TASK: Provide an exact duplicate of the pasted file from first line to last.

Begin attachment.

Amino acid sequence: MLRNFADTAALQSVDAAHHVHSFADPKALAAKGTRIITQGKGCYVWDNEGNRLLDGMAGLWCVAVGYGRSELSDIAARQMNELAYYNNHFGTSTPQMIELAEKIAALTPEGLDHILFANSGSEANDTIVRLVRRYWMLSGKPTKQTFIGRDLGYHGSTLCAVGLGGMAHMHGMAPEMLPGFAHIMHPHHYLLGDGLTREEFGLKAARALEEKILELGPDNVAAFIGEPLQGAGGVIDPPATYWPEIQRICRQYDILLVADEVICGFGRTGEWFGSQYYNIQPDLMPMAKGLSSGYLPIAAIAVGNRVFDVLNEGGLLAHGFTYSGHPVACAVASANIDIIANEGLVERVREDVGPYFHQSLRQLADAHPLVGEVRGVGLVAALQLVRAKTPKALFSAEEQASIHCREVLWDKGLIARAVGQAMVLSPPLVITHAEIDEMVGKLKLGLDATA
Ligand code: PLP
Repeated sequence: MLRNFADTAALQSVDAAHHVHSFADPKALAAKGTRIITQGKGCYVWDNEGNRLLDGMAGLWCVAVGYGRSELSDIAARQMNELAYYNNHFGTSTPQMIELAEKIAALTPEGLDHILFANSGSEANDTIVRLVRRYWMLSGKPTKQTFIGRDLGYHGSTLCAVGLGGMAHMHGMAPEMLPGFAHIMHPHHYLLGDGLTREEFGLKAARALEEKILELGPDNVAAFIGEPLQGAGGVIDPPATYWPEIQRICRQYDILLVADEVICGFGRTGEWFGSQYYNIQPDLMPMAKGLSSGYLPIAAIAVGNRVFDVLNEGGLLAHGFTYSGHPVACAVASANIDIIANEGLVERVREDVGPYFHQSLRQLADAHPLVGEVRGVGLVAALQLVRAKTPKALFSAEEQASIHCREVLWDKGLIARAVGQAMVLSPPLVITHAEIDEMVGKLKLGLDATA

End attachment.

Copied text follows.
Amino acid sequence: MLRNFADTAALQSVDAAHHVHSFADPKALAAKGTRIITQGKGCYVWDNEGNRLLDGMAGLWCVAVGYGRSELSDIAARQMNELAYYNNHFGTSTPQMIELAEKIAALTPEGLDHILFANSGSEANDTIVRLVRRYWMLSGKPTKQTFIGRDLGYHGSTLCAVGLGGMAHMHGMAPEMLPGFAHIMHPHHYLLGDGLTREEFGLKAARALEEKILELGPDNVAAFIGEPLQGAGGVIDPPATYWPEIQRICRQYDILLVADEVICGFGRTGEWFGSQYYNIQPDLMPMAKGLSSGYLPIAAIAVGNRVFDVLNEGGLLAHGFTYSGHPVACAVASANIDIIANEGLVERVREDVGPYFHQSLRQLADAHPLVGEVRGVGLVAALQLVRAKTPKALFSAEEQASIHCREVLWDKGLIARAVGQAMVLSPPLVITHAEIDEMVGKLKLGLDATA
Ligand code: PLP
Repeated sequence: MLRNFADTAALQSVDAAHHVHSFADPKALAAKGTRIITQGKGCYVWDNEGNRLLDGMAGLWCVAVGYGRSELSDIAARQMNELAYYNNHFGTSTPQMIELAEKIAALTPEGLDHILFANSGSEANDTIVRLVRRYWMLSGKPTKQTFIGRDLGYHGSTLCAVGLGGMAHMHGMAPEMLPGFAHIMHPHHYLLGDGLTREEFGLKAARALEEKILELGPDNVAAFIGEPLQGAGGVIDPPATYWPEIQRICRQYDILLVADEVICGFGRTGEWFGSQYYNIQPDLMPMAKGLSSGYLPIAAIAVGNRVFDVLNEGGLLAHGFTYSGHPVACAVASANIDIIANEGLVERVREDVGPYFHQSLRQLADAHPLVGEVRGVGLVAALQLVRAKTPKALFSAEEQASIHCREVLWDKGLIARAVGQAMVLSPPLVITHAEIDEMVGKLKLGLDATA